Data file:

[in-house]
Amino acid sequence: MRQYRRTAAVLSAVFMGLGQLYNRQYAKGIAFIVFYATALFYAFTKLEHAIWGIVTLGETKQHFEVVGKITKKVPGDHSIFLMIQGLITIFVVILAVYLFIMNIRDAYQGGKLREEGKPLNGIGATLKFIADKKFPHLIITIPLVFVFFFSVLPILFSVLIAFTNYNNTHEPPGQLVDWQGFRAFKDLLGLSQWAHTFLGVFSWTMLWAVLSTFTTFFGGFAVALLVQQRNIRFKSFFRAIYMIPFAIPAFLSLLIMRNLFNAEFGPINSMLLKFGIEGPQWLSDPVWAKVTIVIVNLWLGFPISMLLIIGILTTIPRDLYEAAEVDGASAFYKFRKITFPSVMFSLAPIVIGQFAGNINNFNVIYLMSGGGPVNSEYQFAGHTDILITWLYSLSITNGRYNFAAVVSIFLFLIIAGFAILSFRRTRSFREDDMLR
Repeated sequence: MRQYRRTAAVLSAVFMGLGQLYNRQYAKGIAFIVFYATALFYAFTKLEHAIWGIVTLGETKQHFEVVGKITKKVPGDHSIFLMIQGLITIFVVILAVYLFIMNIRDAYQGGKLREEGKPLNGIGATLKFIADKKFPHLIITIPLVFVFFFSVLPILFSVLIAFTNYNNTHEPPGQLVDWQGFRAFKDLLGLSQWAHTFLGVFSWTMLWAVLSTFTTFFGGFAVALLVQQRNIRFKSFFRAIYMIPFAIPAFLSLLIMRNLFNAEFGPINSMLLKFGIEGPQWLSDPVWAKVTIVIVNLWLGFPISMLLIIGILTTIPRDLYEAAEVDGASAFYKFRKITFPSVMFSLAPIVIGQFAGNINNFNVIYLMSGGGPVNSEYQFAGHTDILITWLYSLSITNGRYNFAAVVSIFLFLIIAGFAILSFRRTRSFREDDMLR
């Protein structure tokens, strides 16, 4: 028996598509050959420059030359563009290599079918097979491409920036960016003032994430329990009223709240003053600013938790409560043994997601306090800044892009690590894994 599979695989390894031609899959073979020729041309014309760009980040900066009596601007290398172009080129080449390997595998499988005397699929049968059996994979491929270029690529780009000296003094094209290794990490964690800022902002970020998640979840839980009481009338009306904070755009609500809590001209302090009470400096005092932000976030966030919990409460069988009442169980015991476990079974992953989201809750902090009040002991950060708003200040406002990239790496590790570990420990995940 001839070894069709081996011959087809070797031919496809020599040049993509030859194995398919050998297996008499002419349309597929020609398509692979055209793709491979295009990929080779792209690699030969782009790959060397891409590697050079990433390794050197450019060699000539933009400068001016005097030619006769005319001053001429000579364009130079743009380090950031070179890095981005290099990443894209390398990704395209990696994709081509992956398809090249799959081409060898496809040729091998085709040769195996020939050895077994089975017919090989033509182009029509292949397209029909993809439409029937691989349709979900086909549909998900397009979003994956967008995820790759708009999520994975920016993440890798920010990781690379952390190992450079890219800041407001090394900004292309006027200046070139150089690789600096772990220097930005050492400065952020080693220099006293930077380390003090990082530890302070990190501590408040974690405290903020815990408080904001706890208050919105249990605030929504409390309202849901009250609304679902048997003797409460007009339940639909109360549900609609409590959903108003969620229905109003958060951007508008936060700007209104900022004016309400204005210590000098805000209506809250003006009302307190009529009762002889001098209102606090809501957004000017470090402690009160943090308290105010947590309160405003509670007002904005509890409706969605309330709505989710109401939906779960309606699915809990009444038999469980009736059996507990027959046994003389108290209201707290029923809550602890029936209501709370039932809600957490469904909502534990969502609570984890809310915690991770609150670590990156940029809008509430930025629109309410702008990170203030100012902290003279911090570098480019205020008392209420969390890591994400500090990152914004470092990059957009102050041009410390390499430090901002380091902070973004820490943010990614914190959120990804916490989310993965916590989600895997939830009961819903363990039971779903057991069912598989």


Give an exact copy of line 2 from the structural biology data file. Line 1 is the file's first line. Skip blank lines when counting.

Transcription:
Amino acid sequence: MRQYRRTAAVLSAVFMGLGQLYNRQYAKGIAFIVFYATALFYAFTKLEHAIWGIVTLGETKQHFEVVGKITKKVPGDHSIFLMIQGLITIFVVILAVYLFIMNIRDAYQGGKLREEGKPLNGIGATLKFIADKKFPHLIITIPLVFVFFFSVLPILFSVLIAFTNYNNTHEPPGQLVDWQGFRAFKDLLGLSQWAHTFLGVFSWTMLWAVLSTFTTFFGGFAVALLVQQRNIRFKSFFRAIYMIPFAIPAFLSLLIMRNLFNAEFGPINSMLLKFGIEGPQWLSDPVWAKVTIVIVNLWLGFPISMLLIIGILTTIPRDLYEAAEVDGASAFYKFRKITFPSVMFSLAPIVIGQFAGNINNFNVIYLMSGGGPVNSEYQFAGHTDILITWLYSLSITNGRYNFAAVVSIFLFLIIAGFAILSFRRTRSFREDDMLR